13. 6 points
    Having read through this thread, I think I would like to share a few thoughts that seem to be relevant to this discussion. Christianity is essentially a prepackaged worldview. Its seems plausible to the average person because it attempts to explain things that people don't want to spend copious amounts of time trying to figure out. Our brains like to be as efficient as possible and tries to limit the amount of energy spent trying to figure out things. Because Christianity (and other religions) have spent the time and energy "working" through these issues, it makes sense that humans would be prone to accept what Christianity (or other religions) offer. Truth be told, I would rather spend my time doing enjoyable activities and having fun than contemplating the meaning of life or some other complicated issue. Religion eliminates the need for that. But some people are not content with the "answers" that religion provides (in this case Christianity). Indoctrination is a common theme among the many people who frequent this site. Its a powerful tool for developing Christians and is likely the primary reason most people become Christians. When you are young and looking for answers, Christianity provides answers, but they aren't necessarily the "correct" ones. But as a child, you don't generally know any better, and you trust that the people who are helping you and have no reason to doubt what they are telling you. So you grow up simply accepting what you were taught as a child, only to find out later that it wasn't true or wasn't quite as true as you thought it was. This is a problem. As humans, we have a long maturation period until we are adults and some scientists believe that, due to this long maturation time, and due to our need to rely on someone else for our survival for the first several years of our life, this mechanism (our reliance on others) that is innate in our minds only continues into our adulthood. It brings comfort to us when we think that a cosmic being is still caring for us and that it still has some control over our lives. Religion uses this already intuitive process and applies it to what already is natural for us to believe. Its like a match made in heaven. Its why religion in general is so prevalent through the world. So, the powerful combination of prepackaged worldview and our own limitations as humans makes for the perfect canvas for religion to paint itself upon our lives. As to your comment about the people on this thread being the same as Christians, I think I understand what you were referring to, and you're right to some degree. One of my favorite quotes is this one: This statement perfectly summarizes what humans do. Whether it be political views, sports views, religious views, cooking views, etc., we all want to be right and we want others to agree with our view. When others believe as we do, it creates a sense of community and thus a group is born. Churches are, for the most part, social clubs for like-minded people. When we realized that Christianity wasn't all it was made out to be, we all of the sudden lost our community and we were the outcasts among the people we thought were our friends. This website provides us with a new community of (generally) like-minded people who have all come from the same basic place. Christianity has no more of a claim to humanity that Atheism or Paganism, or whatever religion you want to mention. We are all human first, then religious second or atheist second. As someone mentioned up thread, we as humans tend to look at the world in black and white, but in reality, its really a lot of gray with some black and white. In regards to this: I think it might be beneficial to first sit down and think about what an "inspired" book from a Deity would say. List some criteria that you would expect to be in a book that was inspired by the person who claims to be the one divinely inspiring the book. Ask questions like "Do I think a book inspired by a divine being would hold universal, eternal truth?" "Would a divinely inspired book have contradictions?" "Would a divinely inspired book provide special insight into the world we live in, which can provide us with valuable information regarding how we should live, how we should treat illness or disease or how to prevent them?" "Would a divinely inspired book teach us that we are all the same and that we are equal as humans and that we should treat each other with that in mind?" Answering these questions first should provide you with a good framework of criteria upon which to judge the Bible or any other divinely "inspired" text. As others have pointed out, the bible (and Christians) make a claim. That claim needs to be validated to be true, not the converse claim of it not being the claim that is true. The default isn't "God is Real, the Bible is True". The default is "I don't know if God is real or that the Bible is True", how can I confirm this? In order to get as objective an answer as you can, you have to be as objective as you can be when you seek the answer.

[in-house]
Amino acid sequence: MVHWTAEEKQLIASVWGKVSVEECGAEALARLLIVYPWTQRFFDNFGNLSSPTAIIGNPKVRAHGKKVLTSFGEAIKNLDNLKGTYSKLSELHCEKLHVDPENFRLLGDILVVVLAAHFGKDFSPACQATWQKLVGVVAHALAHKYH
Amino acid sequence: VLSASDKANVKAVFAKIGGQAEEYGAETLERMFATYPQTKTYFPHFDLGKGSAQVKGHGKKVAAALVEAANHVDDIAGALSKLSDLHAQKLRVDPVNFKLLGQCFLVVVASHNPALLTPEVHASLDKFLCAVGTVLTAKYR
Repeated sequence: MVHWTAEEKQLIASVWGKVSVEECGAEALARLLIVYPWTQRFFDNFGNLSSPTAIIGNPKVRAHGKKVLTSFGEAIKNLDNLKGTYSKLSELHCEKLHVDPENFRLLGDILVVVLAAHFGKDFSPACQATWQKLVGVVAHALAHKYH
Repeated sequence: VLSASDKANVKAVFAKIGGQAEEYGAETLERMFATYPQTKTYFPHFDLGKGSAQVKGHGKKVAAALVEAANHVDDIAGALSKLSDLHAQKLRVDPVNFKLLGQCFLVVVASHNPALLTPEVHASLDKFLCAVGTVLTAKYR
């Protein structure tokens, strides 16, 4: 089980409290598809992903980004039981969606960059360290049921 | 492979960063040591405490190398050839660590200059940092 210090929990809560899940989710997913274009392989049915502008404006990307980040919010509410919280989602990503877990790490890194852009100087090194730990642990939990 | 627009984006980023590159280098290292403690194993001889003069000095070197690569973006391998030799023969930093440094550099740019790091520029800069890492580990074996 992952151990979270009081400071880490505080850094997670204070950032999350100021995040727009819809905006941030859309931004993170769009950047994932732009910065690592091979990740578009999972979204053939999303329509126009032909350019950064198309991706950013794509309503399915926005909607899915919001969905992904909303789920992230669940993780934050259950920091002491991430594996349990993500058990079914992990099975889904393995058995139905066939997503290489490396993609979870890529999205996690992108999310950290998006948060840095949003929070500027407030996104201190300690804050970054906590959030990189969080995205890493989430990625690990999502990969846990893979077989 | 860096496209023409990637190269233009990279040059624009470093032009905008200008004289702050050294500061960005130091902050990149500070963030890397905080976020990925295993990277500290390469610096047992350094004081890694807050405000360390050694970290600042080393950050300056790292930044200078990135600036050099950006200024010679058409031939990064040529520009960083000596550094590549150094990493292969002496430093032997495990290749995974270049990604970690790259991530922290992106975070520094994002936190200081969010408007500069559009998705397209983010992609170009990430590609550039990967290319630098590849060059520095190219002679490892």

14. 6 points
    What question could Christianity never answer for you? All of them, I think.
  15. 6 points
    There is a different way to approach life. The method Christians are familiar with is to start with the conclusion. You have the truth handed down to you from the holy book and the holy preacher. Then you interpret everything else that happens through this context. Facts that conflict with the conclusion are either rationalized or outright ignored. The conclusion is never discarded but when support for it is lacking then the search continues. But there is a different way! Some people start with skepticism. All ideas must have demonstrable merit before they shall be considered. And that merit comes from objective evidence, facts we observe, or from the consequences of valid logic. Under this system the facts are followed regardless of where they lead. If new information turns up that conflicts with a previously accepted conclusion then that conclusion gets overturned and discarded. If an error is found in the logic that was used then it's back to the drawing board to start over. So no, it isn't the same thing as religion. These two approaches are very different. (edited for clarity)